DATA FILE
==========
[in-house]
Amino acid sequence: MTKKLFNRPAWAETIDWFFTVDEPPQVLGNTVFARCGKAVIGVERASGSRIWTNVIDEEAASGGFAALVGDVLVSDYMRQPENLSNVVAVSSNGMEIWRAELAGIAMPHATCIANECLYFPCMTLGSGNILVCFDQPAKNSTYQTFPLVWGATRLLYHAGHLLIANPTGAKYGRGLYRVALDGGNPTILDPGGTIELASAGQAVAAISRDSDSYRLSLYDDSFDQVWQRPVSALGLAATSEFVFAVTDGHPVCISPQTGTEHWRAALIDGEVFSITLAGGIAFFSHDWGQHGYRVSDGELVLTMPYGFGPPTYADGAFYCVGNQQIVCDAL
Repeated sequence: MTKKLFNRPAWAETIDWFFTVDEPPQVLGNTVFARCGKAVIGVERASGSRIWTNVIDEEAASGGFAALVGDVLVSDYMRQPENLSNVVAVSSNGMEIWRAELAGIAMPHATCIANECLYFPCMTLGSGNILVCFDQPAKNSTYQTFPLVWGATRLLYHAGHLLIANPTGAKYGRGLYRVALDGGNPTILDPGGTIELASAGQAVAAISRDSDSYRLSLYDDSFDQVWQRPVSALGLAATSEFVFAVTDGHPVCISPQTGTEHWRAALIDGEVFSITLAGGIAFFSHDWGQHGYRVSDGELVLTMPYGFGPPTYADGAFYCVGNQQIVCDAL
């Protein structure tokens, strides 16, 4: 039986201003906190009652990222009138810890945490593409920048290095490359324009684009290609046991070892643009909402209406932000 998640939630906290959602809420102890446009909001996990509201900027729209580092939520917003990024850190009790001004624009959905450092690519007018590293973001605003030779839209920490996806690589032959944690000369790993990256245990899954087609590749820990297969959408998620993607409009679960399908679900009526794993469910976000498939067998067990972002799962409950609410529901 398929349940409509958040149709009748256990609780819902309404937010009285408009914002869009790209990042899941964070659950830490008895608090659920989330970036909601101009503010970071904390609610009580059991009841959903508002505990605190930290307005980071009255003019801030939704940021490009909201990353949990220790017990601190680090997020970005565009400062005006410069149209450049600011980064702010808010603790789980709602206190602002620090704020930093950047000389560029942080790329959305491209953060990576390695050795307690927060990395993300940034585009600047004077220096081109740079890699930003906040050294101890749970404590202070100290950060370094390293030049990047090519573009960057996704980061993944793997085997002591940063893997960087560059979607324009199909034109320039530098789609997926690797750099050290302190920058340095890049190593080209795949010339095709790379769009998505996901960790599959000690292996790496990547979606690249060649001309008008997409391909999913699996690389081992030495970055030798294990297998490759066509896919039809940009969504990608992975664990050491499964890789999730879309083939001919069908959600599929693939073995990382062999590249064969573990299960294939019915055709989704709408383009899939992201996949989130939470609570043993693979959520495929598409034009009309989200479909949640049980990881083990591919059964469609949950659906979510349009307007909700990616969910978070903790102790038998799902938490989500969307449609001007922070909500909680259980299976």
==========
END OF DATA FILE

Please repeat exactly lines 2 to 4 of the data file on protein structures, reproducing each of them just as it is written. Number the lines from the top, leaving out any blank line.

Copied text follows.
Amino acid sequence: MTKKLFNRPAWAETIDWFFTVDEPPQVLGNTVFARCGKAVIGVERASGSRIWTNVIDEEAASGGFAALVGDVLVSDYMRQPENLSNVVAVSSNGMEIWRAELAGIAMPHATCIANECLYFPCMTLGSGNILVCFDQPAKNSTYQTFPLVWGATRLLYHAGHLLIANPTGAKYGRGLYRVALDGGNPTILDPGGTIELASAGQAVAAISRDSDSYRLSLYDDSFDQVWQRPVSALGLAATSEFVFAVTDGHPVCISPQTGTEHWRAALIDGEVFSITLAGGIAFFSHDWGQHGYRVSDGELVLTMPYGFGPPTYADGAFYCVGNQQIVCDAL
Repeated sequence: MTKKLFNRPAWAETIDWFFTVDEPPQVLGNTVFARCGKAVIGVERASGSRIWTNVIDEEAASGGFAALVGDVLVSDYMRQPENLSNVVAVSSNGMEIWRAELAGIAMPHATCIANECLYFPCMTLGSGNILVCFDQPAKNSTYQTFPLVWGATRLLYHAGHLLIANPTGAKYGRGLYRVALDGGNPTILDPGGTIELASAGQAVAAISRDSDSYRLSLYDDSFDQVWQRPVSALGLAATSEFVFAVTDGHPVCISPQTGTEHWRAALIDGEVFSITLAGGIAFFSHDWGQHGYRVSDGELVLTMPYGFGPPTYADGAFYCVGNQQIVCDAL
């Protein structure tokens, strides 16, 4: 039986201003906190009652990222009138810890945490593409920048290095490359324009684009290609046991070892643009909402209406932000 998640939630906290959602809420102890446009909001996990509201900027729209580092939520917003990024850190009790001004624009959905450092690519007018590293973001605003030779839209920490996806690589032959944690000369790993990256245990899954087609590749820990297969959408998620993607409009679960399908679900009526794993469910976000498939067998067990972002799962409950609410529901 398929349940409509958040149709009748256990609780819902309404937010009285408009914002869009790209990042899941964070659950830490008895608090659920989330970036909601101009503010970071904390609610009580059991009841959903508002505990605190930290307005980071009255003019801030939704940021490009909201990353949990220790017990601190680090997020970005565009400062005006410069149209450049600011980064702010808010603790789980709602206190602002620090704020930093950047000389560029942080790329959305491209953060990576390695050795307690927060990395993300940034585009600047004077220096081109740079890699930003906040050294101890749970404590202070100290950060370094390293030049990047090519573009960057996704980061993944793997085997002591940063893997960087560059979607324009199909034109320039530098789609997926690797750099050290302190920058340095890049190593080209795949010339095709790379769009998505996901960790599959000690292996790496990547979606690249060649001309008008997409391909999913699996690389081992030495970055030798294990297998490759066509896919039809940009969504990608992975664990050491499964890789999730879309083939001919069908959600599929693939073995990382062999590249064969573990299960294939019915055709989704709408383009899939992201996949989130939470609570043993693979959520495929598409034009009309989200479909949640049980990881083990591919059964469609949950659906979510349009307007909700990616969910978070903790102790038998799902938490989500969307449609001007922070909500909680259980299976």